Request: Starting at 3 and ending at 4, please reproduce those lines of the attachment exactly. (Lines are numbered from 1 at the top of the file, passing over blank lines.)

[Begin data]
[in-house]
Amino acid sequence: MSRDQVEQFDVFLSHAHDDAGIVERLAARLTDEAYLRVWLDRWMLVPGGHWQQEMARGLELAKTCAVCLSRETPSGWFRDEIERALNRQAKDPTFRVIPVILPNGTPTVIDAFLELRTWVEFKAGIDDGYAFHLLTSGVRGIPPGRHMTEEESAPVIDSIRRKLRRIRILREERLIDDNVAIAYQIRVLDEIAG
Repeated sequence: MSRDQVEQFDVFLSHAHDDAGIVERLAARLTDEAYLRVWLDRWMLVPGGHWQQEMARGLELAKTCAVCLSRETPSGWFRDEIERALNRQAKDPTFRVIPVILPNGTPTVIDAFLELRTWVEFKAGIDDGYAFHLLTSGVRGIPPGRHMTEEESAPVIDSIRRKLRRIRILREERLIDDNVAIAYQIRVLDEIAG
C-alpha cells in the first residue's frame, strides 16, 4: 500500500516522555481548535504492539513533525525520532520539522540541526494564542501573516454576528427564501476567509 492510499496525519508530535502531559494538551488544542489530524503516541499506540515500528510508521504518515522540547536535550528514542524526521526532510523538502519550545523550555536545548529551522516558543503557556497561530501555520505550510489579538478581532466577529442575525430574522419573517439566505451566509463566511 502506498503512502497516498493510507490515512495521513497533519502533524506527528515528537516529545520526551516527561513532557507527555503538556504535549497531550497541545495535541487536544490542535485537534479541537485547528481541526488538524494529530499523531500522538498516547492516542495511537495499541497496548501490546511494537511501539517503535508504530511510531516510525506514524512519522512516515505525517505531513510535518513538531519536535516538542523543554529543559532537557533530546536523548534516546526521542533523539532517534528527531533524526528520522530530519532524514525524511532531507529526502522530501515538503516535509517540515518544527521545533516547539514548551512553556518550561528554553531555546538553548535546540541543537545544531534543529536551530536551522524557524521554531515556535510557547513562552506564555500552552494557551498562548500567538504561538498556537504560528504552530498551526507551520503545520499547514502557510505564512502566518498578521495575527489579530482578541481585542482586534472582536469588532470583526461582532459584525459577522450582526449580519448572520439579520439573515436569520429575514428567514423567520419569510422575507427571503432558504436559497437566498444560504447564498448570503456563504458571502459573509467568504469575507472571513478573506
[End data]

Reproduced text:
Repeated sequence: MSRDQVEQFDVFLSHAHDDAGIVERLAARLTDEAYLRVWLDRWMLVPGGHWQQEMARGLELAKTCAVCLSRETPSGWFRDEIERALNRQAKDPTFRVIPVILPNGTPTVIDAFLELRTWVEFKAGIDDGYAFHLLTSGVRGIPPGRHMTEEESAPVIDSIRRKLRRIRILREERLIDDNVAIAYQIRVLDEIAG
C-alpha cells in the first residue's frame, strides 16, 4: 500500500516522555481548535504492539513533525525520532520539522540541526494564542501573516454576528427564501476567509 492510499496525519508530535502531559494538551488544542489530524503516541499506540515500528510508521504518515522540547536535550528514542524526521526532510523538502519550545523550555536545548529551522516558543503557556497561530501555520505550510489579538478581532466577529442575525430574522419573517439566505451566509463566511 502506498503512502497516498493510507490515512495521513497533519502533524506527528515528537516529545520526551516527561513532557507527555503538556504535549497531550497541545495535541487536544490542535485537534479541537485547528481541526488538524494529530499523531500522538498516547492516542495511537495499541497496548501490546511494537511501539517503535508504530511510531516510525506514524512519522512516515505525517505531513510535518513538531519536535516538542523543554529543559532537557533530546536523548534516546526521542533523539532517534528527531533524526528520522530530519532524514525524511532531507529526502522530501515538503516535509517540515518544527521545533516547539514548551512553556518550561528554553531555546538553548535546540541543537545544531534543529536551530536551522524557524521554531515556535510557547513562552506564555500552552494557551498562548500567538504561538498556537504560528504552530498551526507551520503545520499547514502557510505564512502566518498578521495575527489579530482578541481585542482586534472582536469588532470583526461582532459584525459577522450582526449580519448572520439579520439573515436569520429575514428567514423567520419569510422575507427571503432558504436559497437566498444560504447564498448570503456563504458571502459573509467568504469575507472571513478573506